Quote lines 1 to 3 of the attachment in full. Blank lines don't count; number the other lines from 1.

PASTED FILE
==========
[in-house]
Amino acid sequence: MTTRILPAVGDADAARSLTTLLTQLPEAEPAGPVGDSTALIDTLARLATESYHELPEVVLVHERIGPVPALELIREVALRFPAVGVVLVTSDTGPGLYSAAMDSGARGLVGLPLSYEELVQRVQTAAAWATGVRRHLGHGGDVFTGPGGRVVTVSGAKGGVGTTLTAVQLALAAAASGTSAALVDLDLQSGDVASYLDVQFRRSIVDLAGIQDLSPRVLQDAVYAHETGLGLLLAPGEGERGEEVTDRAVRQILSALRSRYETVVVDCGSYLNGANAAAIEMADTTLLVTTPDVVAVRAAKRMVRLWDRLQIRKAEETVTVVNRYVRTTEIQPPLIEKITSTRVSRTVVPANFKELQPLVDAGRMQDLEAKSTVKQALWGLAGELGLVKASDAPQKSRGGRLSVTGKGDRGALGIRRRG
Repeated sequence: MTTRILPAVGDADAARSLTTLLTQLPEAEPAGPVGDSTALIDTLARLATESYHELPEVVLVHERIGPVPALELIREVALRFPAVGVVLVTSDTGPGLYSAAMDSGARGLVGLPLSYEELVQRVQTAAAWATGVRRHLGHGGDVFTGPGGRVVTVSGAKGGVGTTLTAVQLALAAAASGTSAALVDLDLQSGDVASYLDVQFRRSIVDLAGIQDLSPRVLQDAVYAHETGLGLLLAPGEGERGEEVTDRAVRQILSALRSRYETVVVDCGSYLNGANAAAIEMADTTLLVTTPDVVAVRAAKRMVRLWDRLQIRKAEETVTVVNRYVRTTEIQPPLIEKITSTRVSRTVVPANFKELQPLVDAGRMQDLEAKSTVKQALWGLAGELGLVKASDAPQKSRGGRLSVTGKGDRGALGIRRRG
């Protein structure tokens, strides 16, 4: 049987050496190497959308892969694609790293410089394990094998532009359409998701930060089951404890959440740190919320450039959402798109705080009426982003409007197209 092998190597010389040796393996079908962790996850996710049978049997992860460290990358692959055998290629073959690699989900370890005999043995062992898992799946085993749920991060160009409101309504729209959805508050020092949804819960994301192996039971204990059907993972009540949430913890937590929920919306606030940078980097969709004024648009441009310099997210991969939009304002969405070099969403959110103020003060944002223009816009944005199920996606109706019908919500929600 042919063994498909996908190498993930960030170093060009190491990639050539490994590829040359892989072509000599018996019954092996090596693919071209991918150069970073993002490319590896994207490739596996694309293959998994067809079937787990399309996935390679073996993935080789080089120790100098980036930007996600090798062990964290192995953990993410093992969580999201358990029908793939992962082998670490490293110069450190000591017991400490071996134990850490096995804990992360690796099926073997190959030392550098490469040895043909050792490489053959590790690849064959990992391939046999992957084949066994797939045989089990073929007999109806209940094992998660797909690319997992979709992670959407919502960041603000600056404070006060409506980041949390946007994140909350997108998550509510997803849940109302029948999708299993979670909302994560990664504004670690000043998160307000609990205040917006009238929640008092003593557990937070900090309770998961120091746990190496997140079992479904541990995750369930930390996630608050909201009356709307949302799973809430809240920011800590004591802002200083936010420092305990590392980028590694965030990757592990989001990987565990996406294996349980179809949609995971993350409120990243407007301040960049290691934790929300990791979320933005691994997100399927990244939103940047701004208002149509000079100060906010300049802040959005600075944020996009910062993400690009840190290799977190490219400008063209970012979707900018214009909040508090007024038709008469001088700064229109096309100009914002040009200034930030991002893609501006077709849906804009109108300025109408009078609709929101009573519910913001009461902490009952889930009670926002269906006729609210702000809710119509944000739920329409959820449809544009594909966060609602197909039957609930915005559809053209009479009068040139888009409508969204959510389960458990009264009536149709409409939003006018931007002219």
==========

[in-house]
Amino acid sequence: MTTRILPAVGDADAARSLTTLLTQLPEAEPAGPVGDSTALIDTLARLATESYHELPEVVLVHERIGPVPALELIREVALRFPAVGVVLVTSDTGPGLYSAAMDSGARGLVGLPLSYEELVQRVQTAAAWATGVRRHLGHGGDVFTGPGGRVVTVSGAKGGVGTTLTAVQLALAAAASGTSAALVDLDLQSGDVASYLDVQFRRSIVDLAGIQDLSPRVLQDAVYAHETGLGLLLAPGEGERGEEVTDRAVRQILSALRSRYETVVVDCGSYLNGANAAAIEMADTTLLVTTPDVVAVRAAKRMVRLWDRLQIRKAEETVTVVNRYVRTTEIQPPLIEKITSTRVSRTVVPANFKELQPLVDAGRMQDLEAKSTVKQALWGLAGELGLVKASDAPQKSRGGRLSVTGKGDRGALGIRRRG
Repeated sequence: MTTRILPAVGDADAARSLTTLLTQLPEAEPAGPVGDSTALIDTLARLATESYHELPEVVLVHERIGPVPALELIREVALRFPAVGVVLVTSDTGPGLYSAAMDSGARGLVGLPLSYEELVQRVQTAAAWATGVRRHLGHGGDVFTGPGGRVVTVSGAKGGVGTTLTAVQLALAAAASGTSAALVDLDLQSGDVASYLDVQFRRSIVDLAGIQDLSPRVLQDAVYAHETGLGLLLAPGEGERGEEVTDRAVRQILSALRSRYETVVVDCGSYLNGANAAAIEMADTTLLVTTPDVVAVRAAKRMVRLWDRLQIRKAEETVTVVNRYVRTTEIQPPLIEKITSTRVSRTVVPANFKELQPLVDAGRMQDLEAKSTVKQALWGLAGELGLVKASDAPQKSRGGRLSVTGKGDRGALGIRRRG